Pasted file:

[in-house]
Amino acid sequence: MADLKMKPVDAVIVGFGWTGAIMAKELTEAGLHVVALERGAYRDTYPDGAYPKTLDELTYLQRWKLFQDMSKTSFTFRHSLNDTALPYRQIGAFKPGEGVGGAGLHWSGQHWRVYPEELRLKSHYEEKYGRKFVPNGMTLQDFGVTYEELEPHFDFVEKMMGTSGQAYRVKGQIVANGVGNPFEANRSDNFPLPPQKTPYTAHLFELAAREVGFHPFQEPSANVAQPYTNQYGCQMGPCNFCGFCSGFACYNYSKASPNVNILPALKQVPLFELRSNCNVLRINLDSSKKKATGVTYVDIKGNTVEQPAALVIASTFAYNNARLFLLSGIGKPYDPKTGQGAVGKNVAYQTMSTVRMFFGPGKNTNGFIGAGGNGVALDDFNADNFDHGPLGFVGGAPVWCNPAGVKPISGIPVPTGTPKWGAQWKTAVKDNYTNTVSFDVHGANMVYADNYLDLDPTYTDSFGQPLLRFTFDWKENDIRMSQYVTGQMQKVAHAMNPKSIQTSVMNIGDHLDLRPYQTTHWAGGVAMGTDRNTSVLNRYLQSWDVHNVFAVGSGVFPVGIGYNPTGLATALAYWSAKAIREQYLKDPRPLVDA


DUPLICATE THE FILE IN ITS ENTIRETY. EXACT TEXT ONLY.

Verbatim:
[in-house]
Amino acid sequence: MADLKMKPVDAVIVGFGWTGAIMAKELTEAGLHVVALERGAYRDTYPDGAYPKTLDELTYLQRWKLFQDMSKTSFTFRHSLNDTALPYRQIGAFKPGEGVGGAGLHWSGQHWRVYPEELRLKSHYEEKYGRKFVPNGMTLQDFGVTYEELEPHFDFVEKMMGTSGQAYRVKGQIVANGVGNPFEANRSDNFPLPPQKTPYTAHLFELAAREVGFHPFQEPSANVAQPYTNQYGCQMGPCNFCGFCSGFACYNYSKASPNVNILPALKQVPLFELRSNCNVLRINLDSSKKKATGVTYVDIKGNTVEQPAALVIASTFAYNNARLFLLSGIGKPYDPKTGQGAVGKNVAYQTMSTVRMFFGPGKNTNGFIGAGGNGVALDDFNADNFDHGPLGFVGGAPVWCNPAGVKPISGIPVPTGTPKWGAQWKTAVKDNYTNTVSFDVHGANMVYADNYLDLDPTYTDSFGQPLLRFTFDWKENDIRMSQYVTGQMQKVAHAMNPKSIQTSVMNIGDHLDLRPYQTTHWAGGVAMGTDRNTSVLNRYLQSWDVHNVFAVGSGVFPVGIGYNPTGLATALAYWSAKAIREQYLKDPRPLVDA